Mike Huckabee on Health Care
Republican AR Governor
The kind of change we need isn't merely a programmatic switch, but a cultural change, one that will take a generation to accomplish, not just an election cycle. And here we run up against one of the dirty little secrets of politics. People who run for office like to champion issues that they can address during their term of office.
In my own lifetime, I have witnessed at least four major cultural changes: the campaign against littering; the rise of the use of seatbelts; the ban on indoor smoking; and the raised awareness of drunk driving. These contain some important lessons in how to bring about really big cultural change of the kind we need to transform healthcare in this country.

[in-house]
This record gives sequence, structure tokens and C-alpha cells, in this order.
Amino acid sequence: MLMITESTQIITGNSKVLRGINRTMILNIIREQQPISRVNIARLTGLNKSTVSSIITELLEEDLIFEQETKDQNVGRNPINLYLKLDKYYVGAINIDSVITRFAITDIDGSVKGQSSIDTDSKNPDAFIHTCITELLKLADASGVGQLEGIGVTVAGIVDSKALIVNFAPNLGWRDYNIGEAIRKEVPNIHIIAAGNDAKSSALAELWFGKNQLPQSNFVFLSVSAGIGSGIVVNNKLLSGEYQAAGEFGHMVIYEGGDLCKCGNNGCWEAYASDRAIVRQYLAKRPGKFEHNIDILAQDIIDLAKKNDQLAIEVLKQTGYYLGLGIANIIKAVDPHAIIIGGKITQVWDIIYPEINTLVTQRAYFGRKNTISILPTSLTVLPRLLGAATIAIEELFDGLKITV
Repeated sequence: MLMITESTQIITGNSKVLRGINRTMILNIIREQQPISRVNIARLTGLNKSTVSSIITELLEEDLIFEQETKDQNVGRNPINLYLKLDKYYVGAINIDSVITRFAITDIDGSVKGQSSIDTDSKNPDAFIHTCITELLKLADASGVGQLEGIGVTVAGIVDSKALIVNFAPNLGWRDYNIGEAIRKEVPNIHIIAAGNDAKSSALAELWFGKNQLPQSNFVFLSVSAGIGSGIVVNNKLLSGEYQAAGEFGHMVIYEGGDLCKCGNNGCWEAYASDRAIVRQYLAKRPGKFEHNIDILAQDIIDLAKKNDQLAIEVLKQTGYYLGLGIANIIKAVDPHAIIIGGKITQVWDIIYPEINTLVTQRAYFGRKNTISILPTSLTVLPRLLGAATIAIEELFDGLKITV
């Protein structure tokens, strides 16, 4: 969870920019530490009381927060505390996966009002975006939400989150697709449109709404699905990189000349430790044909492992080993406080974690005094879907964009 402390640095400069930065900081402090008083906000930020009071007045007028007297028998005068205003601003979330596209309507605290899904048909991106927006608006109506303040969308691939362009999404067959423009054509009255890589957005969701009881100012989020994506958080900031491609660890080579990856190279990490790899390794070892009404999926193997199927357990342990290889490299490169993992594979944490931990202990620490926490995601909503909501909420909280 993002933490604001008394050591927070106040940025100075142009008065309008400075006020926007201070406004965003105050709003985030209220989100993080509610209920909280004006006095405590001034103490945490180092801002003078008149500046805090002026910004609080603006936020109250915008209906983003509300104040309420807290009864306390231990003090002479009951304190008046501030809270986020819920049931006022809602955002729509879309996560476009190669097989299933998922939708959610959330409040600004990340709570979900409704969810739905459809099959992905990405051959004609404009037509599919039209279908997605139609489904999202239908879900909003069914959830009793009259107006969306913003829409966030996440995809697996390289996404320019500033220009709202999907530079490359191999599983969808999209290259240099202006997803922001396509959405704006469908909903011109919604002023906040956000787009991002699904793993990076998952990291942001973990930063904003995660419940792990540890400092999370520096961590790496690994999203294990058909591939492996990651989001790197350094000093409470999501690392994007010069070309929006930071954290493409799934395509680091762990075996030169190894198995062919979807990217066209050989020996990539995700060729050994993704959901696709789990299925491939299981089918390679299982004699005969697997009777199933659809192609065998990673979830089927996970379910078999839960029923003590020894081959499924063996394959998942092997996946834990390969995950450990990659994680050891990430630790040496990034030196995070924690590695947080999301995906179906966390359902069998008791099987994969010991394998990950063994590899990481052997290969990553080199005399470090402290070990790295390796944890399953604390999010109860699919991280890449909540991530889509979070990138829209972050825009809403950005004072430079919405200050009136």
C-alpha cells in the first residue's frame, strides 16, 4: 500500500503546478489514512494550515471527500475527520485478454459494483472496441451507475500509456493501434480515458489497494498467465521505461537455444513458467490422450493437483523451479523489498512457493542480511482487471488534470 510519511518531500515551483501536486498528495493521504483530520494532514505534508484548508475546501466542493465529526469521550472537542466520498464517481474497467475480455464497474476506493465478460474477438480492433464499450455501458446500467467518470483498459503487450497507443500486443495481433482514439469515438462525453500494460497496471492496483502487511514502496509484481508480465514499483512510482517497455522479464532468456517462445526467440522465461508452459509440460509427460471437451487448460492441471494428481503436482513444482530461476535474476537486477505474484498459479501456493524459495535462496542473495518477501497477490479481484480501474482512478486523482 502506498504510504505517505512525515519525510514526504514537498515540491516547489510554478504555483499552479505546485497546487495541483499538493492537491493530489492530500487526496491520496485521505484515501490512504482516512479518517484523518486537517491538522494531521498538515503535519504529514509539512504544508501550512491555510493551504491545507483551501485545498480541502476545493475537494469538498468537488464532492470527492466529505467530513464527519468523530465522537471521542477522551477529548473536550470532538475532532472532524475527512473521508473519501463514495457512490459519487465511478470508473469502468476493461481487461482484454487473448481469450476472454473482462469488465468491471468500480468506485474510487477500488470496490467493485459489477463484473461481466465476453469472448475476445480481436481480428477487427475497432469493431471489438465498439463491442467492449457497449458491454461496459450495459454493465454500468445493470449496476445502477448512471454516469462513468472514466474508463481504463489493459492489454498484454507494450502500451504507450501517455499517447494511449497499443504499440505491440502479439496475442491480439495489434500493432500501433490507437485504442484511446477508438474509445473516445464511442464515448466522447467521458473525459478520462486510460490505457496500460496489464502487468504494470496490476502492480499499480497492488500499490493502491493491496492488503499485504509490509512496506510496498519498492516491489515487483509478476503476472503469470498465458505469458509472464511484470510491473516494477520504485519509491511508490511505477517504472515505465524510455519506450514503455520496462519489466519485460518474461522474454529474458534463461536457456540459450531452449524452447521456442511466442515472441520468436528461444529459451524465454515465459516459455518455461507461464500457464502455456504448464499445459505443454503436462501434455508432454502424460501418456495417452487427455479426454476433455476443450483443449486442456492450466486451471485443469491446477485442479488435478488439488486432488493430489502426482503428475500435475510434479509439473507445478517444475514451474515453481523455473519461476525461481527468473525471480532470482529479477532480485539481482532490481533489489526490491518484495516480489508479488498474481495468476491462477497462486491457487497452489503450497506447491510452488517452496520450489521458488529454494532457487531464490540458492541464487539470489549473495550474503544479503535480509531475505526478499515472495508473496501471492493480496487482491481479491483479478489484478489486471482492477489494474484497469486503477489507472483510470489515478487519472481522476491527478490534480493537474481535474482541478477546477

A: I signed a similar bill in my state which said that we are not banning smoking, we are protecting clean air in the workplace. I still believe that there is a fundamental right that people have to do damage to themselves, but they do not have a right to do damage to others in a workplace.
Q: But you would sign a federal law?
A: If it were about a clean air workplace, not about banning smoking. Because the point is, and I know it may sound trivial, but it’s important to me philosophically that you’re not telling an individual what he or she can’t do, you’re saying what you cannot do is to infringe upon the right of another to have clean air.